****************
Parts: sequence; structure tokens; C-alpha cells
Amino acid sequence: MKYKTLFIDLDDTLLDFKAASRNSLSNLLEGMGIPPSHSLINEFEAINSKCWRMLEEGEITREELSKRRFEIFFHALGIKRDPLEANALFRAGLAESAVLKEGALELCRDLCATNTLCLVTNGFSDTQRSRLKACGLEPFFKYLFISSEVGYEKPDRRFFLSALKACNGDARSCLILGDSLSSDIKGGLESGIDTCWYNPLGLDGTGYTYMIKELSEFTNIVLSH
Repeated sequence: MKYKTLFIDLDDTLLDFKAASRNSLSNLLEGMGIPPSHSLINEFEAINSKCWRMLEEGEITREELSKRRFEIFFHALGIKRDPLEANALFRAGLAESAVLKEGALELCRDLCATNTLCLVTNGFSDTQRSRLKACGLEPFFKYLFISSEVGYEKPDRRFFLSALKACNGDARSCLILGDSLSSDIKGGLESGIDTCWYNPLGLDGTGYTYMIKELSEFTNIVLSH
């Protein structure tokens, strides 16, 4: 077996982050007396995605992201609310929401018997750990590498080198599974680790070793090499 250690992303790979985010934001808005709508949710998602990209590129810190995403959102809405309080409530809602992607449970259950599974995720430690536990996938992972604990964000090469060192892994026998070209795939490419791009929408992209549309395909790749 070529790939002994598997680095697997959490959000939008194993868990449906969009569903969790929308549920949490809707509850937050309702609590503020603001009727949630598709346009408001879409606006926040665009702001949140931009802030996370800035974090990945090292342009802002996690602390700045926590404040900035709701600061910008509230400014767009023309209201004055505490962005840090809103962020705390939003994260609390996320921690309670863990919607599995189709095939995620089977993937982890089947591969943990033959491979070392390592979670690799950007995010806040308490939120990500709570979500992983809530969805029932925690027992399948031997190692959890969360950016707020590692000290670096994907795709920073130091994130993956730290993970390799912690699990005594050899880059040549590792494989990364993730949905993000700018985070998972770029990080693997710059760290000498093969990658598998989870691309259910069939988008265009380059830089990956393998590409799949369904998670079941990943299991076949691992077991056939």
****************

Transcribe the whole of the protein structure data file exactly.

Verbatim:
Parts: sequence; structure tokens; C-alpha cells
Amino acid sequence: MKYKTLFIDLDDTLLDFKAASRNSLSNLLEGMGIPPSHSLINEFEAINSKCWRMLEEGEITREELSKRRFEIFFHALGIKRDPLEANALFRAGLAESAVLKEGALELCRDLCATNTLCLVTNGFSDTQRSRLKACGLEPFFKYLFISSEVGYEKPDRRFFLSALKACNGDARSCLILGDSLSSDIKGGLESGIDTCWYNPLGLDGTGYTYMIKELSEFTNIVLSH
Repeated sequence: MKYKTLFIDLDDTLLDFKAASRNSLSNLLEGMGIPPSHSLINEFEAINSKCWRMLEEGEITREELSKRRFEIFFHALGIKRDPLEANALFRAGLAESAVLKEGALELCRDLCATNTLCLVTNGFSDTQRSRLKACGLEPFFKYLFISSEVGYEKPDRRFFLSALKACNGDARSCLILGDSLSSDIKGGLESGIDTCWYNPLGLDGTGYTYMIKELSEFTNIVLSH
């Protein structure tokens, strides 16, 4: 077996982050007396995605992201609310929401018997750990590498080198599974680790070793090499 250690992303790979985010934001808005709508949710998602990209590129810190995403959102809405309080409530809602992607449970259950599974995720430690536990996938992972604990964000090469060192892994026998070209795939490419791009929408992209549309395909790749 070529790939002994598997680095697997959490959000939008194993868990449906969009569903969790929308549920949490809707509850937050309702609590503020603001009727949630598709346009408001879409606006926040665009702001949140931009802030996370800035974090990945090292342009802002996690602390700045926590404040900035709701600061910008509230400014767009023309209201004055505490962005840090809103962020705390939003994260609390996320921690309670863990919607599995189709095939995620089977993937982890089947591969943990033959491979070392390592979670690799950007995010806040308490939120990500709570979500992983809530969805029932925690027992399948031997190692959890969360950016707020590692000290670096994907795709920073130091994130993956730290993970390799912690699990005594050899880059040549590792494989990364993730949905993000700018985070998972770029990080693997710059760290000498093969990658598998989870691309259910069939988008265009380059830089990956393998590409799949369904998670079941990943299991076949691992077991056939």